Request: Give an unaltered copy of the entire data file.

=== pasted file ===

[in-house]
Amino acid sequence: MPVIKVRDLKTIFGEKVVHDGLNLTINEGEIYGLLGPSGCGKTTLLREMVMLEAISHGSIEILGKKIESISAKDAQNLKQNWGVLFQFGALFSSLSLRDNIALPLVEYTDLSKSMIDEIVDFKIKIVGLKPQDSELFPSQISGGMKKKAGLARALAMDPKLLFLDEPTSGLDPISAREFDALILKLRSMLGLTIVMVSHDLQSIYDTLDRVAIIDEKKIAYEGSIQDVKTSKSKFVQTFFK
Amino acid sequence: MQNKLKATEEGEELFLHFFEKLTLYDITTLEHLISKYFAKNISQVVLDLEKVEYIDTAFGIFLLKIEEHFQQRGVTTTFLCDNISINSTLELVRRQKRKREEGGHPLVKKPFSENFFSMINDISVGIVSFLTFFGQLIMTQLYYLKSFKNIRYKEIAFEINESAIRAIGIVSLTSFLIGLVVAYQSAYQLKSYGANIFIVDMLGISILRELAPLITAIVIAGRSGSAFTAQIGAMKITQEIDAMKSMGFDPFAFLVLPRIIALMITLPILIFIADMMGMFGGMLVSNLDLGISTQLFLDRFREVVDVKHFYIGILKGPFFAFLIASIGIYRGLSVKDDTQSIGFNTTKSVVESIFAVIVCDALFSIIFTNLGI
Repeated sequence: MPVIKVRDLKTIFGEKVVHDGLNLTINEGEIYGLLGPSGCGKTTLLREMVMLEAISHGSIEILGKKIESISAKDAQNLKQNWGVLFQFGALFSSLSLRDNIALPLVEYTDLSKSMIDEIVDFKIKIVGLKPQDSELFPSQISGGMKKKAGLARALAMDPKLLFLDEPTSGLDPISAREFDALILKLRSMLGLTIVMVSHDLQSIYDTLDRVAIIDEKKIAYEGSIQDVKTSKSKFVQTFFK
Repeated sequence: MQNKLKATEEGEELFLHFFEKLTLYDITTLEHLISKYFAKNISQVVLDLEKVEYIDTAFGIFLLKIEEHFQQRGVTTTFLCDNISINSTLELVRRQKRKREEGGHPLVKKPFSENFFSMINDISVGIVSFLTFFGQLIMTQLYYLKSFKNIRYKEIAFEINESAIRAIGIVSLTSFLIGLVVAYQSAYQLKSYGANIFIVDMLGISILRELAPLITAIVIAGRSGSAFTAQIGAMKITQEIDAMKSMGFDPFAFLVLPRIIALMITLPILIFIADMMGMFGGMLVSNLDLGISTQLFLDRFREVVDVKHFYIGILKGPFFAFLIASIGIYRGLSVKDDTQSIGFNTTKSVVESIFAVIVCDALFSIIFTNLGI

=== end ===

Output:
[in-house]
Amino acid sequence: MPVIKVRDLKTIFGEKVVHDGLNLTINEGEIYGLLGPSGCGKTTLLREMVMLEAISHGSIEILGKKIESISAKDAQNLKQNWGVLFQFGALFSSLSLRDNIALPLVEYTDLSKSMIDEIVDFKIKIVGLKPQDSELFPSQISGGMKKKAGLARALAMDPKLLFLDEPTSGLDPISAREFDALILKLRSMLGLTIVMVSHDLQSIYDTLDRVAIIDEKKIAYEGSIQDVKTSKSKFVQTFFK
Amino acid sequence: MQNKLKATEEGEELFLHFFEKLTLYDITTLEHLISKYFAKNISQVVLDLEKVEYIDTAFGIFLLKIEEHFQQRGVTTTFLCDNISINSTLELVRRQKRKREEGGHPLVKKPFSENFFSMINDISVGIVSFLTFFGQLIMTQLYYLKSFKNIRYKEIAFEINESAIRAIGIVSLTSFLIGLVVAYQSAYQLKSYGANIFIVDMLGISILRELAPLITAIVIAGRSGSAFTAQIGAMKITQEIDAMKSMGFDPFAFLVLPRIIALMITLPILIFIADMMGMFGGMLVSNLDLGISTQLFLDRFREVVDVKHFYIGILKGPFFAFLIASIGIYRGLSVKDDTQSIGFNTTKSVVESIFAVIVCDALFSIIFTNLGI
Repeated sequence: MPVIKVRDLKTIFGEKVVHDGLNLTINEGEIYGLLGPSGCGKTTLLREMVMLEAISHGSIEILGKKIESISAKDAQNLKQNWGVLFQFGALFSSLSLRDNIALPLVEYTDLSKSMIDEIVDFKIKIVGLKPQDSELFPSQISGGMKKKAGLARALAMDPKLLFLDEPTSGLDPISAREFDALILKLRSMLGLTIVMVSHDLQSIYDTLDRVAIIDEKKIAYEGSIQDVKTSKSKFVQTFFK
Repeated sequence: MQNKLKATEEGEELFLHFFEKLTLYDITTLEHLISKYFAKNISQVVLDLEKVEYIDTAFGIFLLKIEEHFQQRGVTTTFLCDNISINSTLELVRRQKRKREEGGHPLVKKPFSENFFSMINDISVGIVSFLTFFGQLIMTQLYYLKSFKNIRYKEIAFEINESAIRAIGIVSLTSFLIGLVVAYQSAYQLKSYGANIFIVDMLGISILRELAPLITAIVIAGRSGSAFTAQIGAMKITQEIDAMKSMGFDPFAFLVLPRIIALMITLPILIFIADMMGMFGGMLVSNLDLGISTQLFLDRFREVVDVKHFYIGILKGPFFAFLIASIGIYRGLSVKDDTQSIGFNTTKSVVESIFAVIVCDALFSIIFTNLGI